And what should now be used in God of War? DLSS or FSR? With a Radeon, the question is answered immediately, as is well known, DLSS does not exist there.And since FSR does a good job in God of War, that's not exactly a broken leg either. FSR on "Ultra Quality" delivers a convincing result on the monitor, perhaps the best FSR has ever achieved in a game. Only the lack of image sharpness is annoying, and AMD CAS should be used to sharpen it - but this can potentially lead to other problems. In case of performance problems, FSR can be used without hesitation - the image quality is better than with a simply reduced resolution.

    Smearing DLSS

    Smearing DLSS 

    Nvidia's DLSS then actually delivers an almost perfect result in GoW and has the potential to clearly surpass native rendering in the game. That's impressive considering how fewer render pixels are available to the image. Unfortunately, the very pronounced smearing clouds the excellent result up to that point. As long as it is not noticeable, DLSS on Quality is clearly superior to the native resolution.

    If, on the other hand, it is noticed, it is difficult to ignore the re-tightening. And so for most gamers, native resolution will continue to be the eventual setting of choice, while DLSS will continue to be the setting of choice for FPS issues. But if Nvidia reduces the smearing in God of War via driver or patch, there will be a new, clear winner. As long as DLSS on Quality is the mode of choice when using DLSS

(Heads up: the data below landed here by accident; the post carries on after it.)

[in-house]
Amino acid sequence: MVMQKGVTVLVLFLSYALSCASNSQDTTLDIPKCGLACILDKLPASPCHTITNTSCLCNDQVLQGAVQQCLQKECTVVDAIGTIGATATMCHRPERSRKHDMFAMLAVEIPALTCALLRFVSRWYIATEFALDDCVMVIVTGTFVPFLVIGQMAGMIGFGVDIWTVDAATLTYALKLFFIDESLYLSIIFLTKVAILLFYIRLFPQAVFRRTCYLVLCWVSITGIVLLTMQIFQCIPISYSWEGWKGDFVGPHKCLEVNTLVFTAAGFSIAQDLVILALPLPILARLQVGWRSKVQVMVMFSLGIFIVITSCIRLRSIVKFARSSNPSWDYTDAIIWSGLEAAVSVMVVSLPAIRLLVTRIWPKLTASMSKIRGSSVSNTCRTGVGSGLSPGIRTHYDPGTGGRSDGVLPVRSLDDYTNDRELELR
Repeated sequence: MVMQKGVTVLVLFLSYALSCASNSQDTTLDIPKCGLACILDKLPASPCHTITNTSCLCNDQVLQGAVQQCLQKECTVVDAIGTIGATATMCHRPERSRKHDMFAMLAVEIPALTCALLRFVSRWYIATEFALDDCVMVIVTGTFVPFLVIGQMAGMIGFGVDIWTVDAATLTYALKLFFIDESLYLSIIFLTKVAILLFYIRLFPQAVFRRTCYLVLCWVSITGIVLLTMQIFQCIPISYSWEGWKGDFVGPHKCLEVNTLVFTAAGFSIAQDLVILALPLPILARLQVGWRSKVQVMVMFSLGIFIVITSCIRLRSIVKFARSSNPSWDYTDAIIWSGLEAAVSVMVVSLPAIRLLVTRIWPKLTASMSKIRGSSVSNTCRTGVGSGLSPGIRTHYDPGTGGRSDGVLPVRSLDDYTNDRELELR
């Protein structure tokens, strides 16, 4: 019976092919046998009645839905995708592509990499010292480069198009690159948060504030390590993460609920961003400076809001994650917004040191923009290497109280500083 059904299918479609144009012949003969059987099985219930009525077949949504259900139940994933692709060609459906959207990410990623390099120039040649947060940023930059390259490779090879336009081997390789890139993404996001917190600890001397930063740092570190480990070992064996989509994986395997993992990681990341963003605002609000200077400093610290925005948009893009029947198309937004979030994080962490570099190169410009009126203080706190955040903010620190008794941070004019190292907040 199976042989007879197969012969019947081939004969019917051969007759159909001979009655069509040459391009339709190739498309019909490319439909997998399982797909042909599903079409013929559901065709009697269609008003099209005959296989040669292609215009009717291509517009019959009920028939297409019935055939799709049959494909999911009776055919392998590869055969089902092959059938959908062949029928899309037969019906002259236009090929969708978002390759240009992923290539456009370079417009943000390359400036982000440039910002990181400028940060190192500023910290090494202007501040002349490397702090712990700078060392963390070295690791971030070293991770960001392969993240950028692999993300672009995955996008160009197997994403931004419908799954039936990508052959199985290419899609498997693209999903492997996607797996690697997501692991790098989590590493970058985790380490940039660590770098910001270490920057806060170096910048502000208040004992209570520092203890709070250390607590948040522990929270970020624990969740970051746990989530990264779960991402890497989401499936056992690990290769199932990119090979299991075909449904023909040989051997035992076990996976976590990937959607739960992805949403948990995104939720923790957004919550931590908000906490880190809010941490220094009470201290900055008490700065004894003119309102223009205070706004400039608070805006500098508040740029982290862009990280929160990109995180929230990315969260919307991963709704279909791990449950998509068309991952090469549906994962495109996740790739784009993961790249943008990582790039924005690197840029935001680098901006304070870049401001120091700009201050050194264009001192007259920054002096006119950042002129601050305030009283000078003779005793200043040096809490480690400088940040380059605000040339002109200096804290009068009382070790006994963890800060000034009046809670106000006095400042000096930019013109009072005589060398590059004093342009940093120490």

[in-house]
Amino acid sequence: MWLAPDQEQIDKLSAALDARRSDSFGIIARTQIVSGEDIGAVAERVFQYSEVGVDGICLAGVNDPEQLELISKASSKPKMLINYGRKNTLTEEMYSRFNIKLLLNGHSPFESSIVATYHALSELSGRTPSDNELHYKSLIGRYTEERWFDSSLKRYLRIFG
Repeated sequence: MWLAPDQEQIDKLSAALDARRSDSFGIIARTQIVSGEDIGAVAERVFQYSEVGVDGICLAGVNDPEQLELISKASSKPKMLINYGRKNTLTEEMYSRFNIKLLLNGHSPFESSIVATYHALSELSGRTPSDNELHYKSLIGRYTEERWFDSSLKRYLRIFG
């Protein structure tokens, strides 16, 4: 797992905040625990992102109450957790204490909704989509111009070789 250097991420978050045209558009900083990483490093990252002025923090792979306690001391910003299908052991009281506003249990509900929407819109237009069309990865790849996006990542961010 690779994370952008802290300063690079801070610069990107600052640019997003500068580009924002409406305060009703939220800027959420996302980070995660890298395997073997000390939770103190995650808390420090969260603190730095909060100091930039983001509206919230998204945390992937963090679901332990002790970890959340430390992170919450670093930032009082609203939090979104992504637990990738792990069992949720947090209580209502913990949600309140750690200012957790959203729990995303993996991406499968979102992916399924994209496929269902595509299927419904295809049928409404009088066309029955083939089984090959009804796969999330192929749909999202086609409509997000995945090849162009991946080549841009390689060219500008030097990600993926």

The FPS gains of DLSS and FSR

    The performance gain of the upscaling techniques is limited in God of War, at least with a high-end graphics card. FSR on Quality and thus a render resolution of WQHD accelerates the Radeon RX 6800 XT by a not too high 37 percent, with the GeForce RTX 3080 it is even lower 29 percent. While this is a good performance boost, the level usually gives a slightly larger boost in other games. But that's not due to FSR, because the game's own scaling does not show better performance. God of War just doesn't scale all that well with fewer render pixels.

    If FSR is turned higher, the FPS boost is correspondingly higher, but in terms of quality this is simply not recommended. FSR on performance and thus a Full HD rendering resolution accelerate the Nvidia GPU by 48 percent and the AMD counterpart by 63 percent. FSR brings more performance to the action game on a Radeon than on a GeForce, which has not been shown in any other title so far. However, it is likely that the Radeon in God of War simply copes much better with fewer pixels than the GeForce - which is often the case in the RDNA 2 vs. Ampere duel.

    DLSS looks better, but brings less performance

    As usual, the FPS gain through Nvidia's DLSS is lower than that of AMD's FSR, since the calculation time of the neural network is significantly longer than that of the spatial upscaler. DLSS on Quality accelerates the GeForce RTX 3080 by 19 percent, so that FSR is 8 percent faster with the same render resolution - the computing time of DLSS is that much longer than that of FSR. DLSS on performance then accelerates the GeForce by 34 percent, here the distance to FSR on performance (both with Full HD resolution) is slightly higher 10 percent.

    Also Read; GOD OF WAR: Benchmarks and DLSS vs FSR comparison to the PC version